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O’Leary Lauded for Research in D.C., Meets President

March 14, 2013
By SARAH HARMON - Staff Writer , The Intelligencer / Wheeling News-Register

Wheeling Central Catholic High School senior and star science student Vincent O'Leary was honored for his research on invasive crayfish this past weekend at the 2013 Intel Science Talent Search in Washington, D.C.

O'Leary was one of 40 finalists from across the country to take an all-expense-paid trip to the nation's capital to present his scientific research and, as a very special treat, to meet the president of the United States.

"It was a pretty good highlight," O'Leary said. "They kept saying it might not happen, but we met him Tuesday morning and he talked to us a little and shook our hands."

Article Photos

File Photo by Sarah Harmon
Vincent O’Leary, Wheeling Central Catholic High School senior, was one of 40 finalists in the country to take part in the 2013 Intel Science Talent Search in Washington, D.C., last weekend.

O'Leary was the only student from West Virginia chosen to be a finalist from a pool of 1,700 applicants this year. He said he had to prepare a 70-page application including a paper, his grades and letters of recommendation to apply to the search, saying it was much more difficult than any college application he has put together.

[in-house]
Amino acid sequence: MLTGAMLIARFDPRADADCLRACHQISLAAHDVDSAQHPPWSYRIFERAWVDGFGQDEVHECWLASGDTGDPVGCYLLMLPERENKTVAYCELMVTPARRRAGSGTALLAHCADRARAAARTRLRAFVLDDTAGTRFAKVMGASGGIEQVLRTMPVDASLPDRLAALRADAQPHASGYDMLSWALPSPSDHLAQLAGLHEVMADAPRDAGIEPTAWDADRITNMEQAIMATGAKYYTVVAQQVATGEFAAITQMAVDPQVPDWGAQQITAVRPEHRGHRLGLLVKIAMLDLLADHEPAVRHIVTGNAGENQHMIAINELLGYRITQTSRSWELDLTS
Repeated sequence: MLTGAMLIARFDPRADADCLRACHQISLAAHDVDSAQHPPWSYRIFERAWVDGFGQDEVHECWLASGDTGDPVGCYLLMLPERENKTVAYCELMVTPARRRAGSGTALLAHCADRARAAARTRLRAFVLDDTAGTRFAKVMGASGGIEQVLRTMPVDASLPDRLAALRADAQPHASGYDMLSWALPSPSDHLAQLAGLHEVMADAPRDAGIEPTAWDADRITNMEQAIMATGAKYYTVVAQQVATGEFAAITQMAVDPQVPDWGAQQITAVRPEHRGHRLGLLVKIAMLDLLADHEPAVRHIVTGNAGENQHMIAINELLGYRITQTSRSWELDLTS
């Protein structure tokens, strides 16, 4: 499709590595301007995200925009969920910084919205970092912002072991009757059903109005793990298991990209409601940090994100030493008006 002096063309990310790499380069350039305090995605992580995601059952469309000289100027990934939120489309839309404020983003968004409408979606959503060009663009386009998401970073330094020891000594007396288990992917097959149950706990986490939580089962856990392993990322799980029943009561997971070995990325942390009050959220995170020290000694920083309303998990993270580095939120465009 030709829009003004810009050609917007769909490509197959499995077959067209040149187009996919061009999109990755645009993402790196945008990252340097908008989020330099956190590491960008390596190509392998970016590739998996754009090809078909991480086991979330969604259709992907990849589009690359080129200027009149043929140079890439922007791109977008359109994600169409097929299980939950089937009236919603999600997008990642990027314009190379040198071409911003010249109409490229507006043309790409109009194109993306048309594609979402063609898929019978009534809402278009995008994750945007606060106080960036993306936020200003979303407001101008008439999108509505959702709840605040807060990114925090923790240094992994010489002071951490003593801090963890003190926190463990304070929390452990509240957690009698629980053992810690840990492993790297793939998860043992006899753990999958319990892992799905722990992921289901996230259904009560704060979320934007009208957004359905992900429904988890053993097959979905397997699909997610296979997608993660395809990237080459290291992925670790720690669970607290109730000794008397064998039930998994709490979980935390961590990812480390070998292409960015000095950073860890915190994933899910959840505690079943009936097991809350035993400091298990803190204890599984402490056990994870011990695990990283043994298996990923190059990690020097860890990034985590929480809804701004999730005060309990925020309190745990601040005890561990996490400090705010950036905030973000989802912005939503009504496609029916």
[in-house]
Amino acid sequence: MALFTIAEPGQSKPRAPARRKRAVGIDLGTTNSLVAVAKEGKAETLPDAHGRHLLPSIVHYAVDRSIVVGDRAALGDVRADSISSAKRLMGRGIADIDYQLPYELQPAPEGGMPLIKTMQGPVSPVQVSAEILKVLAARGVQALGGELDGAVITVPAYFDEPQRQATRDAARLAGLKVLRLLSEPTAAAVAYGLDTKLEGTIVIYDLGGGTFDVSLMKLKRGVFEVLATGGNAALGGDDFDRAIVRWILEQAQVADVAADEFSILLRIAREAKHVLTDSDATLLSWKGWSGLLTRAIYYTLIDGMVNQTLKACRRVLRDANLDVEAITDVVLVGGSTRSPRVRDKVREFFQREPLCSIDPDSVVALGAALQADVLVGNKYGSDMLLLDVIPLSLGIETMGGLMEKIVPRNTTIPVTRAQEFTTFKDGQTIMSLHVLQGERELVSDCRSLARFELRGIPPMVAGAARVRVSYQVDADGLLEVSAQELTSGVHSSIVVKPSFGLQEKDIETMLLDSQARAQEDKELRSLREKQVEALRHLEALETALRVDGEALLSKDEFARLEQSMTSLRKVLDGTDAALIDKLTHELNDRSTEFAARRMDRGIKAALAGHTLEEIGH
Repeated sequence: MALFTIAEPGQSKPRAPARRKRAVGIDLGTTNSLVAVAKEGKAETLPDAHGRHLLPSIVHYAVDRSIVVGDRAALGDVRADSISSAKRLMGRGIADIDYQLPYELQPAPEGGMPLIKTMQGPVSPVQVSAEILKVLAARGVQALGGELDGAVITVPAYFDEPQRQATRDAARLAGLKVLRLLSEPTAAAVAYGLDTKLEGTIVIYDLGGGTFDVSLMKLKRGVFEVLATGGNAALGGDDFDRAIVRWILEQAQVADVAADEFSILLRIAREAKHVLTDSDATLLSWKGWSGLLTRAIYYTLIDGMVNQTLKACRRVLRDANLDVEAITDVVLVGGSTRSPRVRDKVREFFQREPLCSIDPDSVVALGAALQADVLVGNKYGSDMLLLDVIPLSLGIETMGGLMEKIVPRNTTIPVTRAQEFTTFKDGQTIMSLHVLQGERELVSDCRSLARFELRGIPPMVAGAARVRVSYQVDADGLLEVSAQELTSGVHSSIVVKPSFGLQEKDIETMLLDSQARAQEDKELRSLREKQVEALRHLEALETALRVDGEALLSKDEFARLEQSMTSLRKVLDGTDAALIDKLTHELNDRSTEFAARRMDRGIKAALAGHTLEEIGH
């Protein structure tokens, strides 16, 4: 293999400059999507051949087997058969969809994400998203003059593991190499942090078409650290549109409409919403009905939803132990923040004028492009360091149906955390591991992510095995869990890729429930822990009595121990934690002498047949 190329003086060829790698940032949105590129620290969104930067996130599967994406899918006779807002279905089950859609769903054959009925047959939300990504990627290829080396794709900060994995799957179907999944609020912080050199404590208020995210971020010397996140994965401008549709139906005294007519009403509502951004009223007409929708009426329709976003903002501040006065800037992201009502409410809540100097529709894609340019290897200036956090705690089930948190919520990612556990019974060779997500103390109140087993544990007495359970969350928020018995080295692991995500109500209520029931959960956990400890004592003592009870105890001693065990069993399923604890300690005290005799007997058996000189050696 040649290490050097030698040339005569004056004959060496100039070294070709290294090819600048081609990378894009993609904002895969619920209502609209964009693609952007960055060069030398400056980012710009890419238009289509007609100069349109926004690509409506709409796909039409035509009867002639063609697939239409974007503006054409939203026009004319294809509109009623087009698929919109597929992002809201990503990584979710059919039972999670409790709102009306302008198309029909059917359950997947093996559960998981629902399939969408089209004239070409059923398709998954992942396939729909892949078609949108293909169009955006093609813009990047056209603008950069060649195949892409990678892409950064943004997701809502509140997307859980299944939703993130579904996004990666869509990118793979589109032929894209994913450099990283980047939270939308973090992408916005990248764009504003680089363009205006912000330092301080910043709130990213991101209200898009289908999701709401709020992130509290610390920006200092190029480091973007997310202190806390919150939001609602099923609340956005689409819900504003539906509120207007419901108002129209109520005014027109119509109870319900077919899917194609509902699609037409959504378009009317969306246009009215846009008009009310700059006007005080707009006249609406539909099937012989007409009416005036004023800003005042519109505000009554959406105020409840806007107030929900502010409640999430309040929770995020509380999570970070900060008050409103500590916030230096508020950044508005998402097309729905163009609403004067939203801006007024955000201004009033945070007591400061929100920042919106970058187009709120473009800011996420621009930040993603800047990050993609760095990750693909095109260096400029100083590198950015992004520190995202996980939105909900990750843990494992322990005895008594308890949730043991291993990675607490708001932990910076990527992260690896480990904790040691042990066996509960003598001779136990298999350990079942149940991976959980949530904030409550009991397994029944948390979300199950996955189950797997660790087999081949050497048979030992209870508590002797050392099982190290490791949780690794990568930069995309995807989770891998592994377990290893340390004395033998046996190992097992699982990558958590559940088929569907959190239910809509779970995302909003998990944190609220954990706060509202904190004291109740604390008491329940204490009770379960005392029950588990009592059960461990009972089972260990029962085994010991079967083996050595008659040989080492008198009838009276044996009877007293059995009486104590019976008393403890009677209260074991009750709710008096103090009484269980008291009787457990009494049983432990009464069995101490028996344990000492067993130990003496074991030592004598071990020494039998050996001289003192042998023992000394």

O'Leary said the finalists spent three days being interviewed before presenting their work on Sunday at the National Geographic Society. The finalists also took several tours of D.C. in their down time. The top 10 winners were announced at a dinner Tuesday night at the National Building Museum, where the finalists presented their work to more than 700 scientists, congressmen and sponsors. Although O'Leary did not make the top 10, he said the experience was still amazing.

"The big thing I want everybody to realize is anyone can do this," O'Leary said. "When I first applied I didn't even know I would be a semi-finalist, but last night I was in front of doctors and laureates applauding my work. It can be really awesome."

He also thanked his mentor, West Liberty University professor Zachary Loughman. O'Leary said Loughman had a big influence on his research.

 
 
 

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